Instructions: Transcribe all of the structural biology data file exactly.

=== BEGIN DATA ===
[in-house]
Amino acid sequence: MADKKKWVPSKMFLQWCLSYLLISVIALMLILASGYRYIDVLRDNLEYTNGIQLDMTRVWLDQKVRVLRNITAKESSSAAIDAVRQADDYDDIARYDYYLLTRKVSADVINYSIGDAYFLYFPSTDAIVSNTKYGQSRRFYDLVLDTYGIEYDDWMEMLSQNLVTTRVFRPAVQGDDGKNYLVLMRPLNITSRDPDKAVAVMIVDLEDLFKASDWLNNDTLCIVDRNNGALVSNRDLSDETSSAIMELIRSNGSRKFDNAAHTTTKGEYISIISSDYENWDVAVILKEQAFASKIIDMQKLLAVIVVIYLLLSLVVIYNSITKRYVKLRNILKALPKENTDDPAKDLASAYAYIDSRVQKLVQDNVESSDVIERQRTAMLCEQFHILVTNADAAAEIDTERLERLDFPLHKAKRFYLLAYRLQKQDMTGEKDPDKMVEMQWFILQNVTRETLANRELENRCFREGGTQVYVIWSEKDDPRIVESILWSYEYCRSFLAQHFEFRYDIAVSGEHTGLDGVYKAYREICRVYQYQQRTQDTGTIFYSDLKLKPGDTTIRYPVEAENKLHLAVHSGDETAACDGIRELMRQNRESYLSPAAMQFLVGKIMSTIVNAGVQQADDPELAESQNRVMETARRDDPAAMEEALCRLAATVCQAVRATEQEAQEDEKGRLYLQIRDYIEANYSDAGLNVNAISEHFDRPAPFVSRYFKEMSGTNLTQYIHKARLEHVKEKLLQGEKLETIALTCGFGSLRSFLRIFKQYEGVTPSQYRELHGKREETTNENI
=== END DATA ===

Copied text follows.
[in-house]
Amino acid sequence: MADKKKWVPSKMFLQWCLSYLLISVIALMLILASGYRYIDVLRDNLEYTNGIQLDMTRVWLDQKVRVLRNITAKESSSAAIDAVRQADDYDDIARYDYYLLTRKVSADVINYSIGDAYFLYFPSTDAIVSNTKYGQSRRFYDLVLDTYGIEYDDWMEMLSQNLVTTRVFRPAVQGDDGKNYLVLMRPLNITSRDPDKAVAVMIVDLEDLFKASDWLNNDTLCIVDRNNGALVSNRDLSDETSSAIMELIRSNGSRKFDNAAHTTTKGEYISIISSDYENWDVAVILKEQAFASKIIDMQKLLAVIVVIYLLLSLVVIYNSITKRYVKLRNILKALPKENTDDPAKDLASAYAYIDSRVQKLVQDNVESSDVIERQRTAMLCEQFHILVTNADAAAEIDTERLERLDFPLHKAKRFYLLAYRLQKQDMTGEKDPDKMVEMQWFILQNVTRETLANRELENRCFREGGTQVYVIWSEKDDPRIVESILWSYEYCRSFLAQHFEFRYDIAVSGEHTGLDGVYKAYREICRVYQYQQRTQDTGTIFYSDLKLKPGDTTIRYPVEAENKLHLAVHSGDETAACDGIRELMRQNRESYLSPAAMQFLVGKIMSTIVNAGVQQADDPELAESQNRVMETARRDDPAAMEEALCRLAATVCQAVRATEQEAQEDEKGRLYLQIRDYIEANYSDAGLNVNAISEHFDRPAPFVSRYFKEMSGTNLTQYIHKARLEHVKEKLLQGEKLETIALTCGFGSLRSFLRIFKQYEGVTPSQYRELHGKREETTNENI